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Longtime users of Google Chrome may remember a period when it was possible to display tabs vertically, in a bar on the left-hand side of the screen, rather than at the top above the address bar. That feature (pictured above) was experimental, and the Chromium team, which creates public forks of the source code behind Google’s commercial browser, eventually gave up on the idea because it was believed to be a niche feature and “nobody stepped forward to do the work to drive the feature to completion.” Sidebars may be coming back from the dead in a different but similar form, however…

In the Chromium issues tracker, where bugs, changes, and feature suggestions are put forward for contributors to respond to and act upon if deemed worthy, several contributors, including an ex-Googler, have recently announced that they’ve begun developing a “Sidebar API”. This would allow developers to display a sidebar are containing static or dynamic content upon the user clicking a toolbar button (the extension buttons that appear to the right of the address bar). As of now, developers can only display popups like this:

Screen Shot 2015-07-07 at 10.21.06 AM

 

The developer API is still in its early days, with the proposal being posted just back in April. Much could change between now and when the feature reaches the canary or development release channels — if it reaches a release channel at all without getting killed first.

The way the API is being proposed right now, however, would have it functioning pretty similar to Chrome extension popups. Only one sidebar could be displayed at a time, while a sidebar is opened its associated toolbar button would stay depressed (like pictured above), and the sidebar would shrink or grow based on the size of the content within it, with some predetermined maximum width.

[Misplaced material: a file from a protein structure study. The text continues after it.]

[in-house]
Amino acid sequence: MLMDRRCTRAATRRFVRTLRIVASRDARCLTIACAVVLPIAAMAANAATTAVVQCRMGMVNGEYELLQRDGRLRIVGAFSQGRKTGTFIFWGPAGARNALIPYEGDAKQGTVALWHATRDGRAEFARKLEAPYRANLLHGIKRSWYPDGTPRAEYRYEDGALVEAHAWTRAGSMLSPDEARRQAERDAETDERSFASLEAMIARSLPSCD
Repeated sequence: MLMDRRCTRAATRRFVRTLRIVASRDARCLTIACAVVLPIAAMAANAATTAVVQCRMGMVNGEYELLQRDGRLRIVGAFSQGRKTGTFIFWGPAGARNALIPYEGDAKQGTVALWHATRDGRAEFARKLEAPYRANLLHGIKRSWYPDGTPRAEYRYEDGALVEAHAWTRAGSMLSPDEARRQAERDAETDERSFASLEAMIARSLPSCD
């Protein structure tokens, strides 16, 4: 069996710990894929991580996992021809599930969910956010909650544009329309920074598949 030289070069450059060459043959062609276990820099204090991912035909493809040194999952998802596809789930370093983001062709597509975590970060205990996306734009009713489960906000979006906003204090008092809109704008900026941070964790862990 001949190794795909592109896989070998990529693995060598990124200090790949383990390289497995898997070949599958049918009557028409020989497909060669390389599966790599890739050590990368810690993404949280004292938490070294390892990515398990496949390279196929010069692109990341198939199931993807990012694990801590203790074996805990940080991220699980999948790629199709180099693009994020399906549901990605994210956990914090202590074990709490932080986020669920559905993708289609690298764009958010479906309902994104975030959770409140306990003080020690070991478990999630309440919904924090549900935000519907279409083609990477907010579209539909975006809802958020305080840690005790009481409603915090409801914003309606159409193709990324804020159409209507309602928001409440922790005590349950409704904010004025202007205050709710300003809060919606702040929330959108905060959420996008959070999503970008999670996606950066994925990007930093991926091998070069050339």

Developers of Firefox extensions have been able to build sidebars before Chrome even existed, and many users complained when Chrome launched without them. Using sidebars, not only could the defunct Side Tabs feature be resurrected, but so could many other web applications that a user may go back and forth between. Messaging clients like Skype, web music streaming services like SoundCloud or Spotify, and a whole host more are examples of services that could benefit from an API allowing for the use of sidebars.

Just like how any modern OS allows you to place to applications side-by-side on the screen with windowing, sidebars would make web applications feel even more like native applications. We all know that’s what Google wants, too, with recent changes to Chromium and Chrome OS like the ability to run Android applications, and making it easier on Android to pin frequently visited web applications to the home screen.

If this is something you’d like to see, or have some suggestions on the APIs implementation, definitely head over to its posting on the Chromium issue tracker.

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